“Veolia tackles complex environmental issues all over the world, and we are proud of our record in protecting the world’s resources by remediating hazardous situations, reducing energy consumption and greenhouse gas emissions, and improving water quality,” he said. “We hope that by sponsoring one of the Beat Dinners at the Society of Environmental Journalists’ annual conference, we can introduce ourselves to journalists covering these issues, explain our experience in accomplishing environmental goals across the country and serve as a resource for their reporting.”

The sponsors of the other beat dinners are predominantly non-profit organizations. For example, the Wilderness Society, a land conservation NGO, is sponsoring a dinner on the process of investigative reporting. 

“Do I like the idea of oil and gas groups and Big Water funding dinner events around town that are listed in the conference agenda? No,” said the energy and environment reporter and SEJ member Peter Fairley. He added, however, that he did like the fact that “the sponsorship is transparent.”

Water Crises

Veolia was embroiled in the water crisis in Flint, Michigan, where the city’s drinking water was contaminated with lead. Nearly 100,000 people, including 12,000 children, were exposed to water with high levels of lead in 2014 and 2015, placing them at risk of adverse health impacts, including an increased risk of dementia. A Cornell University report last year concluded that “there was a substantial uptick in negative health outcomes among Flint children following the water crisis.”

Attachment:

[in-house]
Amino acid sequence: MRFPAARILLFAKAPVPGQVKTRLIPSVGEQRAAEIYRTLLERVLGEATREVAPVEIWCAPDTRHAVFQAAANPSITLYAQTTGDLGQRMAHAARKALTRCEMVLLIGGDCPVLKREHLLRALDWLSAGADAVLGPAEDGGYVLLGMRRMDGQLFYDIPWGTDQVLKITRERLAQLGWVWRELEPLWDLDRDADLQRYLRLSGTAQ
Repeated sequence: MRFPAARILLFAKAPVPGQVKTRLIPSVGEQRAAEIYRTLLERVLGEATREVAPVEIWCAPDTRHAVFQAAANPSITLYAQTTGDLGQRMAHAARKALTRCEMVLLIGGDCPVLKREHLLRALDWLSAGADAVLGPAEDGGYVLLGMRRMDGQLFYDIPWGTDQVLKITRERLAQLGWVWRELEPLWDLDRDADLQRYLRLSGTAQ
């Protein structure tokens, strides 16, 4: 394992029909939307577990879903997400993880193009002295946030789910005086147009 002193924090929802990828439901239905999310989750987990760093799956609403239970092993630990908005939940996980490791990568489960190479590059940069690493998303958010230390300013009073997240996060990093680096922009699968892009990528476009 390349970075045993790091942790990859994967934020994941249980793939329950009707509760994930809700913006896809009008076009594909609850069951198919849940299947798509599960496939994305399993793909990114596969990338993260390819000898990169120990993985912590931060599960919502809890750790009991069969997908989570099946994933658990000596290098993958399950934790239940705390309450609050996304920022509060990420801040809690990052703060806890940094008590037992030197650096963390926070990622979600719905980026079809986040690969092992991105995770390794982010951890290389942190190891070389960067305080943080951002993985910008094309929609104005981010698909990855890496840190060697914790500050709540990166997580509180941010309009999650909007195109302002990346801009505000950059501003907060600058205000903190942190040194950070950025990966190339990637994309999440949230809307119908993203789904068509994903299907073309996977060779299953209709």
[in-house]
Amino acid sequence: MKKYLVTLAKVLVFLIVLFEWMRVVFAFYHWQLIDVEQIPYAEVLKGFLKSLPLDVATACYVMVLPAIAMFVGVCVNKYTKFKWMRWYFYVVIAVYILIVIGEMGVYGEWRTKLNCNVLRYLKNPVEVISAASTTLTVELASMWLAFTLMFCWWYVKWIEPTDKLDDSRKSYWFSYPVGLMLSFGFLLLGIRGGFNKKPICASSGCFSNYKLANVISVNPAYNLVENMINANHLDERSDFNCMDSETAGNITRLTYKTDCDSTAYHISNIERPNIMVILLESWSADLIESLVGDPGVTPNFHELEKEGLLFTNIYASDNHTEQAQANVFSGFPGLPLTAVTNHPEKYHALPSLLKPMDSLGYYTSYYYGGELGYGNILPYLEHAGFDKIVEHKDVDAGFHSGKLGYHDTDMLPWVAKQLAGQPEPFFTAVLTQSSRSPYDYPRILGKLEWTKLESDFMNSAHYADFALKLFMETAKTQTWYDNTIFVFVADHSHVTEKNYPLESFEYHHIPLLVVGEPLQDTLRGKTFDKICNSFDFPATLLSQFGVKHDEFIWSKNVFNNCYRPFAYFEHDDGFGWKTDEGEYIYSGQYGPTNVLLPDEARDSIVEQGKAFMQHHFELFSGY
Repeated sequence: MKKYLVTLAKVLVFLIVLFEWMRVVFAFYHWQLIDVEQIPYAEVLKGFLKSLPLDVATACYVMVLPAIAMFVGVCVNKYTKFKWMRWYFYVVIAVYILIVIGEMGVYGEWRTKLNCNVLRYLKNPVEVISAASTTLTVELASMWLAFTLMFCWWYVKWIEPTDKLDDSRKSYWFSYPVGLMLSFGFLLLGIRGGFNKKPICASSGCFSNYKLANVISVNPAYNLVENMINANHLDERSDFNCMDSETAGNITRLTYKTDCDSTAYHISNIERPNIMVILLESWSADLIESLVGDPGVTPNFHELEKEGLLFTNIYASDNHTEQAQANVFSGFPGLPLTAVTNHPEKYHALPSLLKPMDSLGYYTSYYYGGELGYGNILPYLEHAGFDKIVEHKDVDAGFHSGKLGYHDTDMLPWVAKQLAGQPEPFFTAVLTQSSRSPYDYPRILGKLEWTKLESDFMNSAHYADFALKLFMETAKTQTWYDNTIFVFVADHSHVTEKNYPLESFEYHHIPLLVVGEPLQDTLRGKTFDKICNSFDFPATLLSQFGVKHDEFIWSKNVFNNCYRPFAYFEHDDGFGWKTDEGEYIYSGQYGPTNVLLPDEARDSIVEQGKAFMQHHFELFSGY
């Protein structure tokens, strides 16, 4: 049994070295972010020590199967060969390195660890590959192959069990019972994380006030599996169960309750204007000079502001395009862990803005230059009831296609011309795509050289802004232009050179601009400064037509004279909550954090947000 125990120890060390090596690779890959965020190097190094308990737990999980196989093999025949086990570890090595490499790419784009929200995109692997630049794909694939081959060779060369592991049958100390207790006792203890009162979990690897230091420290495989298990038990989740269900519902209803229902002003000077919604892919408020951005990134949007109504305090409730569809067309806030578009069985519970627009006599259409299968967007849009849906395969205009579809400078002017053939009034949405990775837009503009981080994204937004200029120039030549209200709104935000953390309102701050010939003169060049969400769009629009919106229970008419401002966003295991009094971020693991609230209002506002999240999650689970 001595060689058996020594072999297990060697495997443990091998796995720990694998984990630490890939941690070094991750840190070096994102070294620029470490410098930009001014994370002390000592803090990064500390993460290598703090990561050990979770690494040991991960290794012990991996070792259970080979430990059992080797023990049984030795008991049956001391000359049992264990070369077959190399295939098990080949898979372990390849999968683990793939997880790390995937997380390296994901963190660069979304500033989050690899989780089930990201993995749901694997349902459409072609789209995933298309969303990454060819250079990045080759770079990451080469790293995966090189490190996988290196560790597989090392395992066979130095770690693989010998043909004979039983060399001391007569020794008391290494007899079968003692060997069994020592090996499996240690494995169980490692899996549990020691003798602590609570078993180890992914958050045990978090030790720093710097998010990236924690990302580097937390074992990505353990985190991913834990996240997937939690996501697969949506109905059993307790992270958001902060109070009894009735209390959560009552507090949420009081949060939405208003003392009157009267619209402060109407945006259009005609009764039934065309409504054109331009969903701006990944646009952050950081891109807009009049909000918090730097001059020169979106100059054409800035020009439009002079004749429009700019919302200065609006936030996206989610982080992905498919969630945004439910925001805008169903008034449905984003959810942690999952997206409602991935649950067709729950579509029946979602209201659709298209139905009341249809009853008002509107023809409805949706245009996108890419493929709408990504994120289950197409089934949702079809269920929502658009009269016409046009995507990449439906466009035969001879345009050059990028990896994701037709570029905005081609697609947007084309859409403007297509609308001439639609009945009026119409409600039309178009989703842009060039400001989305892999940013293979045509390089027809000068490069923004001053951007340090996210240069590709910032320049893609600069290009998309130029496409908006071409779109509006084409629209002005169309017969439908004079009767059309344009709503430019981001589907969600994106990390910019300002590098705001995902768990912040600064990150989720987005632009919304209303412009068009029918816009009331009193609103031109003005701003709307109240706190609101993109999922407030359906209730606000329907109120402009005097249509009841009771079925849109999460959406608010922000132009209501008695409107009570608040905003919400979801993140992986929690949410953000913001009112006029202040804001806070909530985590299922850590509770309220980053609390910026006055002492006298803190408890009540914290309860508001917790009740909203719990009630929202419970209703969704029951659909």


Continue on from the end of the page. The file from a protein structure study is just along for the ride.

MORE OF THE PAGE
Veolia was hired by the city in February 2015 to help address local water issues. Email exchanges between Veolia executives and city contractors exposed by The Guardian show that senior employees at the firm were aware that lead could be leaching into drinking water, yet the firm produced a report and a public presentation stating that the water was safe to be consumed. 

The firm maintains that it was not provided with adequate data from city officials to conclude that lead was a problem. A further investigation by Detroit News found that Veolia launched an “ad blitz” — tripling the number of keyword searches it bought on Google — in late 2021 and early 2022, when the company was facing a civil lawsuit trial for its role in the crisis. 

“The people of Flint were victimized by government officials who made all the decisions leading to their water crisis. The first bellwether trial involving Veolia North America ended with a mistrial in August 2022,” Lisberg said. “We have made very clear that we were wrongly blamed for what happened in Flint, and the First Amendment right to free speech allows us to do so publicly.”